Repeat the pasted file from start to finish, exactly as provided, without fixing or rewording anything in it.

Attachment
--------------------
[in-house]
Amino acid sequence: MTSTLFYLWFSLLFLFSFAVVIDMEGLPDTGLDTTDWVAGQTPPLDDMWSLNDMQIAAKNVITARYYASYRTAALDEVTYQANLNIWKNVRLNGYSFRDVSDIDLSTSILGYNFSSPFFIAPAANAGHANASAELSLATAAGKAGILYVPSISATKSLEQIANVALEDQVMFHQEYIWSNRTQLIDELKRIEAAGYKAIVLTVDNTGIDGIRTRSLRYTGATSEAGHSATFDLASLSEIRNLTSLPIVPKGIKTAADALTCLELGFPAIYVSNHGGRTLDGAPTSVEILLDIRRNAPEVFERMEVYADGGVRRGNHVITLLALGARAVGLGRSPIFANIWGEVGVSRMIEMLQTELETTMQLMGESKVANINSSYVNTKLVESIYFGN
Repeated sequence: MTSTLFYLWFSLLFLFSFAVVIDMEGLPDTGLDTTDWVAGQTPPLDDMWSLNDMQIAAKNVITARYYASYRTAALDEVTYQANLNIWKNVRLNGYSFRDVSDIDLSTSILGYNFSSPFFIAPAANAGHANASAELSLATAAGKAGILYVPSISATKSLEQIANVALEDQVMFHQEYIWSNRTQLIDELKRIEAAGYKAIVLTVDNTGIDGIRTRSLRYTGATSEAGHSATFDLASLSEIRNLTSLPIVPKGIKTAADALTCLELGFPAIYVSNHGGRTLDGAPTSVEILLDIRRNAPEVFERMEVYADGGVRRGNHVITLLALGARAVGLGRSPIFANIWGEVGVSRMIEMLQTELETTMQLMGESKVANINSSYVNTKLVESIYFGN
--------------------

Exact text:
[in-house]
Amino acid sequence: MTSTLFYLWFSLLFLFSFAVVIDMEGLPDTGLDTTDWVAGQTPPLDDMWSLNDMQIAAKNVITARYYASYRTAALDEVTYQANLNIWKNVRLNGYSFRDVSDIDLSTSILGYNFSSPFFIAPAANAGHANASAELSLATAAGKAGILYVPSISATKSLEQIANVALEDQVMFHQEYIWSNRTQLIDELKRIEAAGYKAIVLTVDNTGIDGIRTRSLRYTGATSEAGHSATFDLASLSEIRNLTSLPIVPKGIKTAADALTCLELGFPAIYVSNHGGRTLDGAPTSVEILLDIRRNAPEVFERMEVYADGGVRRGNHVITLLALGARAVGLGRSPIFANIWGEVGVSRMIEMLQTELETTMQLMGESKVANINSSYVNTKLVESIYFGN
Repeated sequence: MTSTLFYLWFSLLFLFSFAVVIDMEGLPDTGLDTTDWVAGQTPPLDDMWSLNDMQIAAKNVITARYYASYRTAALDEVTYQANLNIWKNVRLNGYSFRDVSDIDLSTSILGYNFSSPFFIAPAANAGHANASAELSLATAAGKAGILYVPSISATKSLEQIANVALEDQVMFHQEYIWSNRTQLIDELKRIEAAGYKAIVLTVDNTGIDGIRTRSLRYTGATSEAGHSATFDLASLSEIRNLTSLPIVPKGIKTAADALTCLELGFPAIYVSNHGGRTLDGAPTSVEILLDIRRNAPEVFERMEVYADGGVRRGNHVITLLALGARAVGLGRSPIFANIWGEVGVSRMIEMLQTELETTMQLMGESKVANINSSYVNTKLVESIYFGN